Acadia National Park in Maine is the easternmost national park in the continental United States. It stretches across much of Mount Desert Island and includes parts of several nearby islands along the Maine coast.
Given its relative remoteness from most of the country, I was surprised to learn that it also is one of the most visited parks. But once on the one-way loop road winding through the park, the evidence was clear. Parked cars overflowed the lots and stretched out far along the road’s shoulder.
After a foggy morning start, Wednesday was a beautiful day, sunny with highs in the mid 80s.
I’ve been to Acadia National Park before, but not the main part on Mount Desert Island. Twice I have sailed with friends through the islands of Maine, and we anchored both times in Duck Harbor on Isle Au Haut, a much smaller island that is still part of the park. Today Eloise was our tour guide, as she was here recently with her Northwest Arkansas hiking club.
The park has a free hop-on, hop-off bus service designed to help reduce the traffic in the park (thanks, L.L. Bean for being a sponsor of this great service). We had a short wait at the Village Green for Bus 3, just time for me to quickly sketch the park. I’ll add watercolor later.
Our first stop was Sand Beach, a geologic rarity according to the sign posted there. Most of Maine’s coastline is rocky. Tourists and locals had settled in for a day at the beach, and a few brave teens were in the cold surf. I went just far enough to say I had waded in the Bay of Maine, and promptly a rogue wave soaked my crop pants.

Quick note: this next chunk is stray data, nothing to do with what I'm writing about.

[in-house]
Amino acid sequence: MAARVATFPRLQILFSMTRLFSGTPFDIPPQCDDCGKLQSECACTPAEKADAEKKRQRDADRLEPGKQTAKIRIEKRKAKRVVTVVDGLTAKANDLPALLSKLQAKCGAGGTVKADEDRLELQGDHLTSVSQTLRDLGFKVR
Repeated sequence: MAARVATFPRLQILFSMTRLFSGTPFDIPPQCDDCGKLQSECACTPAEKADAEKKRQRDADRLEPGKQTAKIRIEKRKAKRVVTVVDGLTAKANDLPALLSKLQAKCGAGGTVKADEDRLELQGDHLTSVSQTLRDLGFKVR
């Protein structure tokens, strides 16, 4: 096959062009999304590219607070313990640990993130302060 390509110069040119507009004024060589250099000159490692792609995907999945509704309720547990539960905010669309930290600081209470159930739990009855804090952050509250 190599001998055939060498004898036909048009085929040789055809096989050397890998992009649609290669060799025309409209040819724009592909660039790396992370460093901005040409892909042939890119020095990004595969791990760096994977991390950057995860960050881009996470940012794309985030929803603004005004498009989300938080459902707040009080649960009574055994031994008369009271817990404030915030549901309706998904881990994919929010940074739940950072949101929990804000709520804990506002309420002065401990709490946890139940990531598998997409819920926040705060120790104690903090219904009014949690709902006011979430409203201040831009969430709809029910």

From there we walked the half-mile or so to Thunder Hole, a geologic formation where waves make a thunderous sound if they hit the rocky inlet just right. We saw some impressive waves and spray, but nothing spectacular as the tide was ebbing when we got there.
Back on another bus, we traveled along the coast and slightly inland to Jordan Pond for what Eloise described as wonderful blueberry popovers. Unfortunately, the site’s coolers had broken so they weren’t serving popovers today. After a small snack, we boarded another bus to return to Bar Harbor.
The small town doesn’t have a ship pier, so we had tendered ashore. Tendering can be a slow and tedious process if everyone wants to go ashore at the same time and the ship doesn’t lower enough tenders. Today it went smoothly as far as I could see. Priority tender service is one benefit of being a four-star Mariner (200+ cruise nights). We visited with friends from previous cruises so the waiting time passed quickly. The return to the ship was smooth as well.
Dinner exceeded my expectations. The food was great and the dining staff as attentive as always. I was concerned that after two Grand cruises, where the food budgets are boosted, I would be disappointed on this cruise. Quite the opposite – everyone at our table raved about their dinners.
We turn our clocks ahead an hour tonight in anticipation of the Eastern time zone of the Canadian Maritime provinces, so we called it an early night. Tomorrow is a sea day, followed by four port days. We want to sleep while we can.